From a cash country, where transactions were done by moving plastic bags with money between bank branches, China has turned into a leading force in fintech or financiel technology. Mobile payment are standard. Bitcoins and blockchain technology found in China early adopters. Social media have – more than anywhere in the world – adopted payment systems to facilitate online trade.
Innovation and China seemed have been at odds for a long time. But the country known for its copy-cats has made huge strides forward, and innovation has become a key feature in the country´s development. Not surprising, also speakers at the China Speakers Bureau reflect that important development.
Digital transformation is key in the planning of companies, governments and individuals, as the world is changing beyond recognition. But for the world outside China it often remains unclear how the most innovative country is going to influence their digital future.
Speakers at the China Speakers Bureau can help you to make sense out of this often disruptive change of the world. Here we bring together a group of leading experts on China and how its digital transformation is going to change the world outside China too.
In the search for answers to the question why Chinese companies do so well, corporate analyst William Bao Bean sees one key difference with Western competitors: many Chinese companies skipped the middle management and organized internal structures fundamentally different, he explains in Venturebeat.
Slow, bureaucratic and not eager to innovate. In many ways Western companies seem different from their Chinese counterparts. Those Chinese companies are not only growing like crazy, they innovate fast and increasingly organize themselves differently, internally, how they invest in other companies and deal with their competitors. Tencent, Alibaba and Baidu are the biggest names, but under the private enterprises in China, they are certainly not alone. Take Haier, Huawei, Yili, Mengniu and Xiaomi.
How to deal with Chinese investors? That question is asked more frequently by government agencies, startups, larger and smaller companies outside China, and even soccer clubs. Capital is flowing over from China to the rest of the world, partly through the massive One Belt, One Road (OBOR) investment program. But many Chinese companies, private and state-owned, also have their own investment agenda.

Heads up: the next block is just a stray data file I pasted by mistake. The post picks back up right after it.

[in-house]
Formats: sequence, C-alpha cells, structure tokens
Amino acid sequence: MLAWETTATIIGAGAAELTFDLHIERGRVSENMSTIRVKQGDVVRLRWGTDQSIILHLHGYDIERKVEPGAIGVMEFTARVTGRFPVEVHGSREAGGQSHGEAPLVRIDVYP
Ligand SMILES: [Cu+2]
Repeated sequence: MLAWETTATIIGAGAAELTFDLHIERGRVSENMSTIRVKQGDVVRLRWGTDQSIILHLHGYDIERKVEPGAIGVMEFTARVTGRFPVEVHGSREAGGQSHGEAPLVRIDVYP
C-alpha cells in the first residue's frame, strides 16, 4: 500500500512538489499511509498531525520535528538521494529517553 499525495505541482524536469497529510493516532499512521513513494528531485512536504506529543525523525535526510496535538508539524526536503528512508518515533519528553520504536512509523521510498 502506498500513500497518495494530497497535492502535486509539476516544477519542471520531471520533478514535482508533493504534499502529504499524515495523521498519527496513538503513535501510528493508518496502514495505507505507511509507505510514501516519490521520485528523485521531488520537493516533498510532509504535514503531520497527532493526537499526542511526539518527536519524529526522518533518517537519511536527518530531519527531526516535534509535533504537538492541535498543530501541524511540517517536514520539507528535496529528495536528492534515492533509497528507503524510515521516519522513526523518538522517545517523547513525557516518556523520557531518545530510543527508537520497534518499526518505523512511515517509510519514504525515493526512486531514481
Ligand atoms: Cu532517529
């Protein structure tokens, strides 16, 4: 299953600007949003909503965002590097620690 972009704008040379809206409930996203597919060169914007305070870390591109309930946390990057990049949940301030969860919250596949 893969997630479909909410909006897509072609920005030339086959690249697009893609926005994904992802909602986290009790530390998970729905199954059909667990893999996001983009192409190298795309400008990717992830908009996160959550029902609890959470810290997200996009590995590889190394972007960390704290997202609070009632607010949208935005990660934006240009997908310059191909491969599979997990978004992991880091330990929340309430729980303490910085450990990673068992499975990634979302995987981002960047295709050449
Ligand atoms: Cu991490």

At the China Speakers Bureau, we offer a range of speakers who can help you to deal with that question. There might not be one answer, but as China’s economic standing in the world changes, looking for possible answers becomes more crucial for the world outside China.
When Haier took over GE’s Appliances, US management feared the future. But the Chinese takeover is very different from the American style, they discovered. Western firms are victim of their traditional viewpoints, tells IMD-professor Bill Fischer, who studied Haier’s very different corporate style, to AP.
When Western companies discovered new management systems in Japan like Just-In-Time in the 1980s, they applied it fast,despite initial misgivings.But when they see now new ways of decentralizing corporate structures in Tencent and Haier, they are reluctant to take it serious, says Haier-watcher and IMD professor Bill Fischer at AP.
When China´s leading white goods producer Haier bought the appliances department of GE it caught the headlines. But the acquisition might not be as important as the underlying strategy to enter American homes, says IMD professor Bill Fischer, co-author of the book Reinventing Giants: How Chinese Global Competitor Haier Has Changed the Way Big Companies Transform to Bloomberg.